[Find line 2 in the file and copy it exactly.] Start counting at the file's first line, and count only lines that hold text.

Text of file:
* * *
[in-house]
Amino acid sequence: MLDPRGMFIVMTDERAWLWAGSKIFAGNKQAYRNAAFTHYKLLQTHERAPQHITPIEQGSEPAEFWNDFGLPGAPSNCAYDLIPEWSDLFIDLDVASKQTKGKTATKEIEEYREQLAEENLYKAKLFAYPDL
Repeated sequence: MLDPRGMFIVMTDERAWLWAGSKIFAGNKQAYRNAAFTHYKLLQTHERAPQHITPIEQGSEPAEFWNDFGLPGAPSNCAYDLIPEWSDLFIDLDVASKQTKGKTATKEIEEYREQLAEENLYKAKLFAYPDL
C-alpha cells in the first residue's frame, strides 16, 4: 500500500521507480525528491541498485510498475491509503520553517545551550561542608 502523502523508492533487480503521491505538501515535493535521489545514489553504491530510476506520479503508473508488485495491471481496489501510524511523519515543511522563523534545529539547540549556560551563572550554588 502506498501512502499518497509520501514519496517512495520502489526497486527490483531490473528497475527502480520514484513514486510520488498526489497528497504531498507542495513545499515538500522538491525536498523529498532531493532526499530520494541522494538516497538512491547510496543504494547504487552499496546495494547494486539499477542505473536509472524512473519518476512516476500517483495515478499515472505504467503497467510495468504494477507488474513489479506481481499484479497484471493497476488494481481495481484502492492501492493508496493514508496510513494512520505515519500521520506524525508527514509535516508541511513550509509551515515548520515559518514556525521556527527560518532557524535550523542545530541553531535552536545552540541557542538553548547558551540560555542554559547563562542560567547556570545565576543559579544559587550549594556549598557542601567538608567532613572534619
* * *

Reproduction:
Amino acid sequence: MLDPRGMFIVMTDERAWLWAGSKIFAGNKQAYRNAAFTHYKLLQTHERAPQHITPIEQGSEPAEFWNDFGLPGAPSNCAYDLIPEWSDLFIDLDVASKQTKGKTATKEIEEYREQLAEENLYKAKLFAYPDL